Also on September 5, Burton made a three-minute videotaped statement that will be aired later this month on public television stations in California. In it, Burton outlined the basic planks of his program.

On the Iraq war, he said, “No one can solve California’s crisis while the federal government spends $500 billion a year on the military budget, plus $75 billion more on the occupation of Iraq. Our young people should not be sent to Iraq and Afghanistan to defend the interests of Big Oil. I call for the immediate withdrawal of US troops from Afghanistan and Iraq.

“Wars overseas lead to repression at home. I have spent the last 25 years fighting to defend and expand democratic rights. I oppose the death penalty and the three-strikes law. I advocate the repeal of the Patriot Act and the dismantling of the Homeland Security Department. I demand that the Bush Administration cease its abhorrent practice of incarcerating citizens and non-citizens alike without charges, lawyers, or access to courts.”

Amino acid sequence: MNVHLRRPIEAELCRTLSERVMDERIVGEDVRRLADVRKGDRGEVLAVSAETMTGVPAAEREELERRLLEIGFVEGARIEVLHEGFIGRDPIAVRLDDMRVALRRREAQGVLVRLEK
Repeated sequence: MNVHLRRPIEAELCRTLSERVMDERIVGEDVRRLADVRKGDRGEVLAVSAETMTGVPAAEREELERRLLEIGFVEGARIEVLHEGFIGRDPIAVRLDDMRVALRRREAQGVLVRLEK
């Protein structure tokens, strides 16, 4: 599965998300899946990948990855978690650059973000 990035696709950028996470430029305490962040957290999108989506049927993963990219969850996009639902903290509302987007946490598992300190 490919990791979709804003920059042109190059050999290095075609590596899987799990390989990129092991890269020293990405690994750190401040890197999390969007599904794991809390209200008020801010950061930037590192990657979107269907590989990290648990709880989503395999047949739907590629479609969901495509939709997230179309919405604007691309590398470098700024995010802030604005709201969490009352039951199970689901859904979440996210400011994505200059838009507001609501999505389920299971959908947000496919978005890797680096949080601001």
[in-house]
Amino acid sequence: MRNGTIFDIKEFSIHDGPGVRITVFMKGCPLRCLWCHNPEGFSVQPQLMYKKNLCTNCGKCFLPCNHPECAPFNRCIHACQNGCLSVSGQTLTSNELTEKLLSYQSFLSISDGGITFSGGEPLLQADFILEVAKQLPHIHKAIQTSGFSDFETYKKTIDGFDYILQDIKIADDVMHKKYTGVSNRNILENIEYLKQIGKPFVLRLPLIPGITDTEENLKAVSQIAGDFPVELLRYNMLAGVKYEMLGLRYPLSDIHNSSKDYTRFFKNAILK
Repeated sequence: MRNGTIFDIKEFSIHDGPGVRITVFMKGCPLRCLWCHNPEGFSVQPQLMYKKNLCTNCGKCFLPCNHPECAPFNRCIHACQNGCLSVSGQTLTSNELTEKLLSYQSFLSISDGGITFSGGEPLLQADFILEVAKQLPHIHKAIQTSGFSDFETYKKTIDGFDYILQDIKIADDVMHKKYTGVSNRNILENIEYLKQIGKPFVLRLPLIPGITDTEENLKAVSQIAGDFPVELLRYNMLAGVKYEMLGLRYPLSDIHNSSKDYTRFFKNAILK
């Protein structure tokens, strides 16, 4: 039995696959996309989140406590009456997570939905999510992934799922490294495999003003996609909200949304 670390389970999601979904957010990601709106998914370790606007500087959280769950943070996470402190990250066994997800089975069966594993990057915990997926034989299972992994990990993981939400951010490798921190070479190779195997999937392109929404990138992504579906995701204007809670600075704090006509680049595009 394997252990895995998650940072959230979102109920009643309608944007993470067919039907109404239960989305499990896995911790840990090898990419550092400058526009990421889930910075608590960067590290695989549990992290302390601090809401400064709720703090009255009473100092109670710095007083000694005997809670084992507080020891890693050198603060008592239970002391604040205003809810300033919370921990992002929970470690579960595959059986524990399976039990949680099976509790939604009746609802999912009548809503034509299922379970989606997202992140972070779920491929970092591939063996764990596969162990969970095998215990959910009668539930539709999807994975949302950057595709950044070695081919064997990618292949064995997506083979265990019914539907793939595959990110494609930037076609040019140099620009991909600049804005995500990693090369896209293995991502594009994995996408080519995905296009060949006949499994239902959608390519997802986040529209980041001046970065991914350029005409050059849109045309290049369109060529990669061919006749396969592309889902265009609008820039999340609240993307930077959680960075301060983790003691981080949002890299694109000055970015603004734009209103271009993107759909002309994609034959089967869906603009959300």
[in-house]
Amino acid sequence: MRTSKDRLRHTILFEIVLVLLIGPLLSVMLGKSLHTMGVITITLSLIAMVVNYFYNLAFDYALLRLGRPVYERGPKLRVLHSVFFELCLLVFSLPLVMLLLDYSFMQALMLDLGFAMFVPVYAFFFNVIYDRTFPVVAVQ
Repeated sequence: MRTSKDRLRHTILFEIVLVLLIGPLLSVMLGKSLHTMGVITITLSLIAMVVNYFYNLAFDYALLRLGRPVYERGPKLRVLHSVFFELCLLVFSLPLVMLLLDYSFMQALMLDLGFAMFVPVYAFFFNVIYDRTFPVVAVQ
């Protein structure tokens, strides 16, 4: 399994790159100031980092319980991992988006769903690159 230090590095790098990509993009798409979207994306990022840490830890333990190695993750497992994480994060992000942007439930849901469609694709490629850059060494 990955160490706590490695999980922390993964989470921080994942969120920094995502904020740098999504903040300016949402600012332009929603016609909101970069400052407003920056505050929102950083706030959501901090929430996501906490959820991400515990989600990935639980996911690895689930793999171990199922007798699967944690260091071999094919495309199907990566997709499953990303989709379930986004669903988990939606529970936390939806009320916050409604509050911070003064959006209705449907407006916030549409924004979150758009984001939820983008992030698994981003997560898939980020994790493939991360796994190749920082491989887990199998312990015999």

Burton continued: “California is a concentrated expression of the failure of the capitalist profit system, which subordinates all social questions to the accumulation of personal wealth. This is the root problem—not a lack of wealth. As a socialist, I would resolve California’s crisis in the interest of working families, small business owners, students and professionals. The satisfaction of human needs, not amassing corporate profit, would be the basis of California’s economy.”